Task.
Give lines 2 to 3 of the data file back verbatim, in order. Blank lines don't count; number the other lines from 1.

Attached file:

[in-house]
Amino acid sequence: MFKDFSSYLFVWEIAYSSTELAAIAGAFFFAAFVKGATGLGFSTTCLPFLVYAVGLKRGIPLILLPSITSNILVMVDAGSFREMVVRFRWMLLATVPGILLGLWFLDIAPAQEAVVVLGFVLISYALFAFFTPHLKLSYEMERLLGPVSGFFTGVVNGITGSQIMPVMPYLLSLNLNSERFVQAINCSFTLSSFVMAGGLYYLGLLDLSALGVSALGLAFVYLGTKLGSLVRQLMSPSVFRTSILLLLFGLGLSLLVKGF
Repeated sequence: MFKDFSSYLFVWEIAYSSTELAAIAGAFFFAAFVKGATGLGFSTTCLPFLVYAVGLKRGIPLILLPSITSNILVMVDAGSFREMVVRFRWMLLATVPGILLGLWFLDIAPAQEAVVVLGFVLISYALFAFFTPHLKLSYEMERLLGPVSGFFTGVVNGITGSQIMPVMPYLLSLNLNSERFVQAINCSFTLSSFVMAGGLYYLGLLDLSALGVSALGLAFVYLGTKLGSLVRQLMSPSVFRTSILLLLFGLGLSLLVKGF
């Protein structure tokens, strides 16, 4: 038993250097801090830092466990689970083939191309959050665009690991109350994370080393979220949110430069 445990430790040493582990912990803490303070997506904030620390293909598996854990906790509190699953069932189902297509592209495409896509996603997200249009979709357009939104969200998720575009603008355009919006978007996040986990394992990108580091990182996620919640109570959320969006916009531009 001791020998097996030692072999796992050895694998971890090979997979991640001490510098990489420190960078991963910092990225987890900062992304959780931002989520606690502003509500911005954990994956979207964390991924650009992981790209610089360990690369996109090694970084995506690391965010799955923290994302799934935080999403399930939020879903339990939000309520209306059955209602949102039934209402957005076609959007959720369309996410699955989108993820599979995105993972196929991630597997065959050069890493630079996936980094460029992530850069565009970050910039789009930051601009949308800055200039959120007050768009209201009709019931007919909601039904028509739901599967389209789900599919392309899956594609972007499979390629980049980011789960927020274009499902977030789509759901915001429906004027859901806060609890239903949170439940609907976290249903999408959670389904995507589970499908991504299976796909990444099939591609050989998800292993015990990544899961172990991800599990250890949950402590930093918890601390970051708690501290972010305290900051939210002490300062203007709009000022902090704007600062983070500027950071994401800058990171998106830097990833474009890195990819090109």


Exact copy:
Amino acid sequence: MFKDFSSYLFVWEIAYSSTELAAIAGAFFFAAFVKGATGLGFSTTCLPFLVYAVGLKRGIPLILLPSITSNILVMVDAGSFREMVVRFRWMLLATVPGILLGLWFLDIAPAQEAVVVLGFVLISYALFAFFTPHLKLSYEMERLLGPVSGFFTGVVNGITGSQIMPVMPYLLSLNLNSERFVQAINCSFTLSSFVMAGGLYYLGLLDLSALGVSALGLAFVYLGTKLGSLVRQLMSPSVFRTSILLLLFGLGLSLLVKGF
Repeated sequence: MFKDFSSYLFVWEIAYSSTELAAIAGAFFFAAFVKGATGLGFSTTCLPFLVYAVGLKRGIPLILLPSITSNILVMVDAGSFREMVVRFRWMLLATVPGILLGLWFLDIAPAQEAVVVLGFVLISYALFAFFTPHLKLSYEMERLLGPVSGFFTGVVNGITGSQIMPVMPYLLSLNLNSERFVQAINCSFTLSSFVMAGGLYYLGLLDLSALGVSALGLAFVYLGTKLGSLVRQLMSPSVFRTSILLLLFGLGLSLLVKGF